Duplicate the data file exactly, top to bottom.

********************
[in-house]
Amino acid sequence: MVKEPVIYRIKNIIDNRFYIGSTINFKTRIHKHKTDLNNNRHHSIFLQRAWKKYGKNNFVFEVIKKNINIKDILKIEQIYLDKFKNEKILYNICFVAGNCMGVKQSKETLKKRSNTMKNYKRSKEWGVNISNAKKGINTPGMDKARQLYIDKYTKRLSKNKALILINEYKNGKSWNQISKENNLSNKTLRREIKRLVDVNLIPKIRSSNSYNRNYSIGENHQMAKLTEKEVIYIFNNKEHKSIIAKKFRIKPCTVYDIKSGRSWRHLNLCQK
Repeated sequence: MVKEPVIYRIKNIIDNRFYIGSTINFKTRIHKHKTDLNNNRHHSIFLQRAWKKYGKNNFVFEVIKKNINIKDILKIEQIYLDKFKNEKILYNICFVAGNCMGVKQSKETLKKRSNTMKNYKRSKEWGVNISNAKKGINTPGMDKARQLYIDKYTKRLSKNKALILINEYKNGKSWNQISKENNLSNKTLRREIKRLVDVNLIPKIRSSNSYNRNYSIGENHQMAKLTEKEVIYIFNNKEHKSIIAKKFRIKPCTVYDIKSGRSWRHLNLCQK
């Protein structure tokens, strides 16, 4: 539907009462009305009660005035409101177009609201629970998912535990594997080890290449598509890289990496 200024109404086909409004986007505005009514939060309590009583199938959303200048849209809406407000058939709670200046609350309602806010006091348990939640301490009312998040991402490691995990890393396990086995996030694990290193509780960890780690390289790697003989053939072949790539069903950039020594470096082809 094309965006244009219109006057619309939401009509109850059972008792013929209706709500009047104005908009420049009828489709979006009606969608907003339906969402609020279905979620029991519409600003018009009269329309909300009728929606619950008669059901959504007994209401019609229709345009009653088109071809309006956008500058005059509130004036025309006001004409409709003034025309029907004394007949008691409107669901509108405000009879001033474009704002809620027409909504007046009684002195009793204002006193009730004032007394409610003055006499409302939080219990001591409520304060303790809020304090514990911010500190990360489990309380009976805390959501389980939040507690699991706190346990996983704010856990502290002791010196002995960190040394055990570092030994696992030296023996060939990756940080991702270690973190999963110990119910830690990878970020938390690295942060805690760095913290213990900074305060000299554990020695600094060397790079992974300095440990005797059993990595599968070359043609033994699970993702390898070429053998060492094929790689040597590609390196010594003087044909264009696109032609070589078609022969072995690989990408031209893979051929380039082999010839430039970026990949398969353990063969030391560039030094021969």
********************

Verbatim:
[in-house]
Amino acid sequence: MVKEPVIYRIKNIIDNRFYIGSTINFKTRIHKHKTDLNNNRHHSIFLQRAWKKYGKNNFVFEVIKKNINIKDILKIEQIYLDKFKNEKILYNICFVAGNCMGVKQSKETLKKRSNTMKNYKRSKEWGVNISNAKKGINTPGMDKARQLYIDKYTKRLSKNKALILINEYKNGKSWNQISKENNLSNKTLRREIKRLVDVNLIPKIRSSNSYNRNYSIGENHQMAKLTEKEVIYIFNNKEHKSIIAKKFRIKPCTVYDIKSGRSWRHLNLCQK
Repeated sequence: MVKEPVIYRIKNIIDNRFYIGSTINFKTRIHKHKTDLNNNRHHSIFLQRAWKKYGKNNFVFEVIKKNINIKDILKIEQIYLDKFKNEKILYNICFVAGNCMGVKQSKETLKKRSNTMKNYKRSKEWGVNISNAKKGINTPGMDKARQLYIDKYTKRLSKNKALILINEYKNGKSWNQISKENNLSNKTLRREIKRLVDVNLIPKIRSSNSYNRNYSIGENHQMAKLTEKEVIYIFNNKEHKSIIAKKFRIKPCTVYDIKSGRSWRHLNLCQK
């Protein structure tokens, strides 16, 4: 539907009462009305009660005035409101177009609201629970998912535990594997080890290449598509890289990496 200024109404086909409004986007505005009514939060309590009583199938959303200048849209809406407000058939709670200046609350309602806010006091348990939640301490009312998040991402490691995990890393396990086995996030694990290193509780960890780690390289790697003989053939072949790539069903950039020594470096082809 094309965006244009219109006057619309939401009509109850059972008792013929209706709500009047104005908009420049009828489709979006009606969608907003339906969402609020279905979620029991519409600003018009009269329309909300009728929606619950008669059901959504007994209401019609229709345009009653088109071809309006956008500058005059509130004036025309006001004409409709003034025309029907004394007949008691409107669901509108405000009879001033474009704002809620027409909504007046009684002195009793204002006193009730004032007394409610003055006499409302939080219990001591409520304060303790809020304090514990911010500190990360489990309380009976805390959501389980939040507690699991706190346990996983704010856990502290002791010196002995960190040394055990570092030994696992030296023996060939990756940080991702270690973190999963110990119910830690990878970020938390690295942060805690760095913290213990900074305060000299554990020695600094060397790079992974300095440990005797059993990595599968070359043609033994699970993702390898070429053998060492094929790689040597590609390196010594003087044909264009696109032609070589078609022969072995690989990408031209893979051929380039082999010839430039970026990949398969353990063969030391560039030094021969």